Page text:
Nantucket Slough

Julie Allyn Johnson


Airborne insects buzz and whine,

cicadas drone on, an infinite loop.

Shimmery wings

skim the fetid stench,

the muddy ooze

of this desolate marsh.

Papery appendages soar

amid a hushed spectacle of sound.

Cattails burst on gusts of wind,

nocturnal beings creep into the night.



mindless of the pending menace,

flit and skitter and alight in the gathering dusk.


White noise, boggy waters.


Twin beams pierce the twilight:

1961 Lincoln Continental

Tahitian Turquoise

rusted fender

broken antennae.

Sweet crunch of rubber striking gravel,

tires rolling to an ominous halt.

Driver’s door opens, then — thunk — slams shut.



slow and deliberate



Nursing the stub of a Camel Light,

the driver squints his eyes

and inhales the smoke of his delayed longing.




He pauses then pops the trunk

peers inside

tossing his cigarette.


Mockingly tender, he reaches for her.

A struggle ensues but quickly ends

for one is bound

the other is free.


Unshackling her,

he speaks in low measured tones

then utters a






Eyes wide, so wide:

the match has been struck,

her fate determined.


He nudges her forward.

She stumbles,

falls to the ground,

arms outstretched,

eyes grasping at the black veil before her.

Slowly she rises.


The man waits, relishing her fear.

Hesitant at first,

she steps forward

then does as she’s been told.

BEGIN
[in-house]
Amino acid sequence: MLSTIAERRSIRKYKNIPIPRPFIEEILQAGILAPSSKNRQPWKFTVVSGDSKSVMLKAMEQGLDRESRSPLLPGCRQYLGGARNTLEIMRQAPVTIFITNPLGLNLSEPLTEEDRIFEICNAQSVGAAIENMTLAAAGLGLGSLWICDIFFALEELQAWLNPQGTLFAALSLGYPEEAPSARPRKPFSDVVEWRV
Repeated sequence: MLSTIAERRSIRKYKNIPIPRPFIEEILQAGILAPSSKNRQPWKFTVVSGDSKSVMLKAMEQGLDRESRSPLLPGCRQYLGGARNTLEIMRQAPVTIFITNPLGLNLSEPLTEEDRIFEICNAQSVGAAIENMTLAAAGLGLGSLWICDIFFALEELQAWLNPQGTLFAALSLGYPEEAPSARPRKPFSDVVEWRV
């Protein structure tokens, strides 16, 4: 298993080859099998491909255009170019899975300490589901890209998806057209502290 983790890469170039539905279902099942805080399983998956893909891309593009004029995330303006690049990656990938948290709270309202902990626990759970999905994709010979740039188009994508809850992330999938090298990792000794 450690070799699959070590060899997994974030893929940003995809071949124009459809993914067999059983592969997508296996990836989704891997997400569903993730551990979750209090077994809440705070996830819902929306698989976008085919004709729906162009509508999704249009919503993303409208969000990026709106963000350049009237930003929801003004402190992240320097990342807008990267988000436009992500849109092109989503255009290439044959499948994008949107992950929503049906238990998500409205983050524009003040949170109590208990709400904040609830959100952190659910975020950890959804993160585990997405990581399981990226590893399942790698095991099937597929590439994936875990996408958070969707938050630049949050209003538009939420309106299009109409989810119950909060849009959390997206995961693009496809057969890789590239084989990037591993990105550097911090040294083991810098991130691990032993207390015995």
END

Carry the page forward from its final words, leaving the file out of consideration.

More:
The game begins.


And in the inky blackness

an upright creature snarls

and roars his bloody mouth.



Recently retired, Julie Allyn Johnson enjoys photography, baking bread, hiking, biking, traveling with her husband, crochet, playing with her new puppy and reading about writing and poetry. Last summer, when inspiration started to keep her awake at night, poetry ensued. She is the oldest of six girls and grew up surrounded by oak, walnut and other woods native to north central Iowa piled high around the ten-acre backyard out back behind her father’s sawmill. Julie has been writing poetry for a year and a half. She has been published in Lyrical Iowa, Persephone’s Daughters, and Typishly. Her writing process is varied. She has journals stashed throughout the house and in the car and always carries a small notebook in her purse. Sometimes she goes weeks and weeks without so much as a journal entry and other times, writes several times a day.